I Always Have Ideas When I Don’t Have a Pen or Computer Nearby by Writer/Producer Torri R. Oats of ‘No Lies Told Then’
TORRI R. OATS
WRITER/PRODUCER — ‘No Lies Told Then’
Film Courage: Where did you grow up? What was life like at home?
Torri R. Oats: I grew up just outside of Ann Arbor, Michigan in a middle-class, two parent home. I had everything I could possibly want in terms of material things. To hear my mother tell it, I only wanted educational things, so it was easy to say “yes.” As a child I was sad and lonely. I was shy, nerdy and struggled with the way I looked so I didn’t have many friends my age. I spent a lot of time creating worlds and characters in my head or writing them down.
My mom and aunts used to take me to the Fox Theater in Detroit whenever a new black play would come to town. After seeing another play with a similar storyline, I remember telling my mom we were seeing the same plays over and over. I wanted some originality. This was the moment when I thought a career as a writer was possible.
In hindsight, being a lonely, shy child allowed me to be an empathetic adult. In hindsight, those plays that lacked originality made me starve for creativity. My childhood allowed me to keep probing deeper and deeper into the lives, and psyche, of the characters I would create. It was my childhood that propelled me closer to my dreams.
“In hindsight, being a lonely, shy child allowed me to be an empathetic adult…. those plays that lacked originality made me starve for creativity. My childhood allowed me to keep probing deeper and deeper into the lives, and psyche, of the characters I would create. It was my childhood that propelled me closer to my dreams.” Torri R. Oats
Film Courage: Which of your parents do you resemble most?
Torri: Definitely my mom. She’s my buddy.
Film Courage: Did your parents lend support toward creativity or encourage another type of career/focus?
Torri: I think they tried to be supportive. Like all parents, they wanted me to have a better life and to them that meant making big bucks. They always knew I was creative and I can remember my mom suggesting a career in media because she thought I belonged in front of the camera, but that wasn’t me.
There was a turning point though. The night my mom saw my first play she took me to the side and told me I made the right decision by moving to New York. I wasn’t searching for my parents’ approval, but I never knew how much I needed to hear it until that night.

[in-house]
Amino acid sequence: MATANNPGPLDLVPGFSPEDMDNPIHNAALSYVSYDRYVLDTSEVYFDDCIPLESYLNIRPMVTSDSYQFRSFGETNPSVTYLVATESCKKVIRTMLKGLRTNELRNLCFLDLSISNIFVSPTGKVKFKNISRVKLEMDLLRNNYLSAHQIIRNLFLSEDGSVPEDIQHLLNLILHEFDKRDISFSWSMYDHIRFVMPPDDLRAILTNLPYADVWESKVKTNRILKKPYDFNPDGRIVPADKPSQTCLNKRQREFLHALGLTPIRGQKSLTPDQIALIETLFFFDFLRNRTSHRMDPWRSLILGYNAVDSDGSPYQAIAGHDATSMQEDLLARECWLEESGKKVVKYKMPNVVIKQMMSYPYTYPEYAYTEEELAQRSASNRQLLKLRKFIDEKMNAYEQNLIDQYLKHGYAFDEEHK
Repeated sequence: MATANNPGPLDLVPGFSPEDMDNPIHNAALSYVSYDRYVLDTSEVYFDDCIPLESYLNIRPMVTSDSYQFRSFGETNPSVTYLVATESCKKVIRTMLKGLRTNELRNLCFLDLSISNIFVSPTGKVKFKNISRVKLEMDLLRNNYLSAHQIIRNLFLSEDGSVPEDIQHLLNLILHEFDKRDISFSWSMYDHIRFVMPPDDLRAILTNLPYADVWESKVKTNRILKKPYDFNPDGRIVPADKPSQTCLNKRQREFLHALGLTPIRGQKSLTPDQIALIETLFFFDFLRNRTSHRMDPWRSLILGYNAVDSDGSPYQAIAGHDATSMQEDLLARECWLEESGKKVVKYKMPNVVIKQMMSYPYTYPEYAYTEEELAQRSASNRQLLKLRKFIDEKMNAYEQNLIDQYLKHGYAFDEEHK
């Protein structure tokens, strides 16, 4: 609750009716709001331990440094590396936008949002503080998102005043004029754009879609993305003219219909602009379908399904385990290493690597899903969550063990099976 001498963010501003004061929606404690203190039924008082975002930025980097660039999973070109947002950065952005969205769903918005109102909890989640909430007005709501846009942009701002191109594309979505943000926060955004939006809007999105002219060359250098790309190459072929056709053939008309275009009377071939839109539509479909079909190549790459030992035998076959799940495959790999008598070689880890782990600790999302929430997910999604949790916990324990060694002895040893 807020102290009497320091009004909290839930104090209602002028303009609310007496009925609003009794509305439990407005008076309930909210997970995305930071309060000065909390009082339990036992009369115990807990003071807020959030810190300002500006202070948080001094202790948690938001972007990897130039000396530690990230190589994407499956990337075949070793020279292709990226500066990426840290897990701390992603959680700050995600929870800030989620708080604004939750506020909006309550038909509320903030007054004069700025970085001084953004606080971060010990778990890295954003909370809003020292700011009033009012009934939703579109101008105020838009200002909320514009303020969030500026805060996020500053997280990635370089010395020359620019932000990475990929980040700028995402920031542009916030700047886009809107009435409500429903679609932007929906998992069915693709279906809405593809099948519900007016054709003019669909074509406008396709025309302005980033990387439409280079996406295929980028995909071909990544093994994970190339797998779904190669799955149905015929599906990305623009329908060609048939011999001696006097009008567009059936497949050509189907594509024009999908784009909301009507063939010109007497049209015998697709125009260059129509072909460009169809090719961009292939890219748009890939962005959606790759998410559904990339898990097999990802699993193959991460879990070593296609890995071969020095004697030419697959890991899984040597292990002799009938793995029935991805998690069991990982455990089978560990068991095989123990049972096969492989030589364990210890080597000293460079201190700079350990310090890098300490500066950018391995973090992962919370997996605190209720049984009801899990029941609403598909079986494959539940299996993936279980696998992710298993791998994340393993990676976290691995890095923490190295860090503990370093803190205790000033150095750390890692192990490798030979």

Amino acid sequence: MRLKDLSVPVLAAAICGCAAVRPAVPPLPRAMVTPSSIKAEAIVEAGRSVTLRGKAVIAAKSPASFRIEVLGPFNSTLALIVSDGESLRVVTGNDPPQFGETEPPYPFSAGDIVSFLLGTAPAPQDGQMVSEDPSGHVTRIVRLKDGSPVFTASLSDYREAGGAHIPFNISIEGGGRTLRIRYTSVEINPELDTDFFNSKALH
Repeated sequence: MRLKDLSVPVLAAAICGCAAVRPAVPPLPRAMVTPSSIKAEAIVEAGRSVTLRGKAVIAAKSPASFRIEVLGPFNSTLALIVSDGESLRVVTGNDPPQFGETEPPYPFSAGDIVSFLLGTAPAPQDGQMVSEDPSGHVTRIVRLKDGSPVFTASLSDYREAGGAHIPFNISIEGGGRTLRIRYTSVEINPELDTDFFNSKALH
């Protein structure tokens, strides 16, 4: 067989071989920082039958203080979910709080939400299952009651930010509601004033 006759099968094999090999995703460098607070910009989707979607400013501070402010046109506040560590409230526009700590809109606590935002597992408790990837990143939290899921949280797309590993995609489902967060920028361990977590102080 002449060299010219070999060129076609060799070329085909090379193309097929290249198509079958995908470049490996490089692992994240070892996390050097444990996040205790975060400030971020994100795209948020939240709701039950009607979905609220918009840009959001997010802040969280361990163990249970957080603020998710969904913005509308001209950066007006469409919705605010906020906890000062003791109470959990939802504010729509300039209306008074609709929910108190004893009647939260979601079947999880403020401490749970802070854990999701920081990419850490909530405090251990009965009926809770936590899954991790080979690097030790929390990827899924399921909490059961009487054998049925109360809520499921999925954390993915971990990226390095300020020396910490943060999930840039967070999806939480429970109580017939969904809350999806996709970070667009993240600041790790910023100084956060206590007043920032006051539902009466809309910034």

Film Courage: Did you go to film school?
Torri: No, I didn’t. I wanted to, but looking back I’m glad I didn’t. I spent so much money on film books and magazines trying to follow the rules and it paralyzed me. I couldn’t write. When I stopped thinking about structure, I was writing freely and couldn’t stop.
Film Courage: You asked this question, “If you could become anything, achieve anything in this moment, what would you be?” As the first question in your four-week Twitter campaign. What is this campaign all about? How would you answer that question?
Torri: We crafted four questions, each dealing with themes of the film. When I watch a movie, I want to be challenged; I want to think; I want to feel. These questions are an exercise designed to challenge viewers to do some self-examination, enhancing the film-going experience. We want them to connect to the film and our hope is that the campaign will help to do that.
If I could become anything, achieve anything in this moment, I would make this film with the cast and crew we want, and facilitate a dialogue that endures long after the film leaves theaters.
“I always have ideas when I don’t have a pen or computer nearby. When I’m on the bus or train, for example. When I am awake on public transportation, I like to look at faces and create backstories. Sometimes seeing a particular person at a particular time will inspire a character. I think my best ideas come while I’m in the shower.” Torri R. Oats
Film Courage: Tell us about the writing process for No Lies Told Then.